Claims about cost of new Crawley heat and power network disputed
Crawley Borough Council has denied that its planned district heat network will cost almost £7.5m to produce.
The network will pipe heat and electricity from a combined heat and power plant at the new town hall development to nearby buildings, reducing their carbon and energy commissions.
At a meeting of the full council, Kim Jaggard (Con, Maidenbower) shared details of a report from the government’s department for business, energy and industrial strategy, which said Crawley’s network would cost £7.48m to complete.
Mrs Jaggard asked the meeting: “After the government grant of £1.25m, how is the £6.25m balance going to be funded, how much is it going to cost council taxpayers of Crawley, and how long will the payback time be before we break even?
“Or will the equipment be worn out before it pays for itself?”
Geraint Thomas, cabinet member for environmental services and sustainability, said the figure was not accurate but, because he had not been told the question was coming, was unable to give further details.
A council spokesman said the document referred to by Mrs Jaggard was based on a very early bid for the project.
Since then, both the cabinet and full council have received reports setting out the latest costs, budget, scale and scope of the project – but due to reasons of commercial sensitivity, they have not been discussed in public.
The spokesman added: “The original scheme referred to in the document was for a much larger town centre scheme, which has over time been significantly reduced in scope and size – and costs.
“This has all been agreed and approved with the government department.”
Questions were also raised from the public gallery about the use of natural gas in the network rather than exploring other options such as hydrogen.
Tahir Ashraf, a commercial barrister from Langley Green, said: “I’m extremely conscious and aware of hydrogen technology which is thoroughly tried and tested and exists today and is very much in use.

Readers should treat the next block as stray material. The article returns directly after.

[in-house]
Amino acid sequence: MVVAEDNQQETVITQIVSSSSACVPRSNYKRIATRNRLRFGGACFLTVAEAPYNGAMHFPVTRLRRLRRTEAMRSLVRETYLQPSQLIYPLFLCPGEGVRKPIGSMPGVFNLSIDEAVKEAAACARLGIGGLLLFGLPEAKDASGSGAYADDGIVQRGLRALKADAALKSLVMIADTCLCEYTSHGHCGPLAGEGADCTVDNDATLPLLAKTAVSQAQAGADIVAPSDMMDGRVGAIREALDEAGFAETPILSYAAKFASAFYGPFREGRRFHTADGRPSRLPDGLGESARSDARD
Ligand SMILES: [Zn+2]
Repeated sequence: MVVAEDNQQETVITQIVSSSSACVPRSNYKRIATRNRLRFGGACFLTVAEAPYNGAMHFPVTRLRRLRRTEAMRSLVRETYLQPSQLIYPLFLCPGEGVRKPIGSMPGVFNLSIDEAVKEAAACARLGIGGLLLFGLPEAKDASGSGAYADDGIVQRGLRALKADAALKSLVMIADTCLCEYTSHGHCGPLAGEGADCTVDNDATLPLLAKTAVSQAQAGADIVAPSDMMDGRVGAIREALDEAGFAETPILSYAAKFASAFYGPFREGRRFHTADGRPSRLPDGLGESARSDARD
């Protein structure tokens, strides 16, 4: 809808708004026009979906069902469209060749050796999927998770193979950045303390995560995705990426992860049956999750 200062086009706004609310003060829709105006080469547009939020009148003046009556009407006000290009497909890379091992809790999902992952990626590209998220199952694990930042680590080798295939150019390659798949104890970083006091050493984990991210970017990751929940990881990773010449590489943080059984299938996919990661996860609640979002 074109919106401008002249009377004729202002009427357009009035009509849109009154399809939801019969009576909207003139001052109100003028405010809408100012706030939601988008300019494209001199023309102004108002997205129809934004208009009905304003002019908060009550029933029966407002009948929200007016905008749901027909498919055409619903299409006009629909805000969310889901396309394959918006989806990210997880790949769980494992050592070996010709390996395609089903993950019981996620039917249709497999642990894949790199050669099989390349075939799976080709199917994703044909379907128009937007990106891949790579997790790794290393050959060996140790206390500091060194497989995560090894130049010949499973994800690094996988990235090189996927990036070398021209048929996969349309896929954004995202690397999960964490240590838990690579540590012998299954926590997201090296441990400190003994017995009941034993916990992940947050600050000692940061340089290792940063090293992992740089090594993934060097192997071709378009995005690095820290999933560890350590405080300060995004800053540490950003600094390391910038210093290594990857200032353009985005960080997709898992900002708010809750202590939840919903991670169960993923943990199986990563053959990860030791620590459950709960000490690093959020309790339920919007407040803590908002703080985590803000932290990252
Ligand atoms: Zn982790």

“My very serious concern is that we continue to invest in natural gas in circumstances where natural gas is likely to be phased out in the very near future.
“And, of course, that housing is being built for example in the 2020s where it is simply not going to be allowed for properties to run on natural gas.”
It was a question previously raised by Brenda Burgess (Con, Three Bridges) when the heat network was being considered by the council’s planning committee.
Leader Peter Lamb (Lab, Northgate) said the council was keen to explore new technologies as they emerged, adding: “At this point in time, when we’re investing quite a lot of public money, we want to make sure that the technology we bring forward is something that’s in a complete state as opposed to at the very early level of its development.”
When Mr Ashraf pointed out that the hydrogen technology had been used for more than a decade, Mr Lamb said: “It’s worth bearing in mind that the officer who developed this proposal for the council has just left the local authority to become the government’s lead adviser on district heat networks so this very much is the cutting edge of current thoughts around sustainability.”